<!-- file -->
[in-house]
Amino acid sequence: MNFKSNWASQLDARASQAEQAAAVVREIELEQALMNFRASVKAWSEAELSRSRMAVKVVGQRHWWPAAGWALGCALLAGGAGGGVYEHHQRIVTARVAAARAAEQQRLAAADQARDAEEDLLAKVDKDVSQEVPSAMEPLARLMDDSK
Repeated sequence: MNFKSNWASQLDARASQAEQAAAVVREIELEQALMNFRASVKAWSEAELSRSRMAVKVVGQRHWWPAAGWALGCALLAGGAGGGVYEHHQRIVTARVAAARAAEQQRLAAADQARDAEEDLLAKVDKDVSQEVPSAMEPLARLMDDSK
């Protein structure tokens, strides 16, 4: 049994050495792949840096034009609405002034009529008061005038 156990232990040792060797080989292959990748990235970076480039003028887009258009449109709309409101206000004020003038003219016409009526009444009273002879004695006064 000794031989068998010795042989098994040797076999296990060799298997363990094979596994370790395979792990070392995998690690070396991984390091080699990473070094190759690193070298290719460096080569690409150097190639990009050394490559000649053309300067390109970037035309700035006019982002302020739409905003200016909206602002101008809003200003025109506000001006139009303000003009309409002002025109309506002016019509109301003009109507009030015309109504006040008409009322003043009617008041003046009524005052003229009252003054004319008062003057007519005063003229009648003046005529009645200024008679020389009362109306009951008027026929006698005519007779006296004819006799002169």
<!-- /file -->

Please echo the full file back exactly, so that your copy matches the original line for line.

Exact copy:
[in-house]
Amino acid sequence: MNFKSNWASQLDARASQAEQAAAVVREIELEQALMNFRASVKAWSEAELSRSRMAVKVVGQRHWWPAAGWALGCALLAGGAGGGVYEHHQRIVTARVAAARAAEQQRLAAADQARDAEEDLLAKVDKDVSQEVPSAMEPLARLMDDSK
Repeated sequence: MNFKSNWASQLDARASQAEQAAAVVREIELEQALMNFRASVKAWSEAELSRSRMAVKVVGQRHWWPAAGWALGCALLAGGAGGGVYEHHQRIVTARVAAARAAEQQRLAAADQARDAEEDLLAKVDKDVSQEVPSAMEPLARLMDDSK
């Protein structure tokens, strides 16, 4: 049994050495792949840096034009609405002034009529008061005038 156990232990040792060797080989292959990748990235970076480039003028887009258009449109709309409101206000004020003038003219016409009526009444009273002879004695006064 000794031989068998010795042989098994040797076999296990060799298997363990094979596994370790395979792990070392995998690690070396991984390091080699990473070094190759690193070298290719460096080569690409150097190639990009050394490559000649053309300067390109970037035309700035006019982002302020739409905003200016909206602002101008809003200003025109506000001006139009303000003009309409002002025109309506002016019509109301003009109507009030015309109504006040008409009322003043009617008041003046009524005052003229009252003054004319008062003057007519005063003229009648003046005529009645200024008679020389009362109306009951008027026929006698005519007779006296004819006799002169």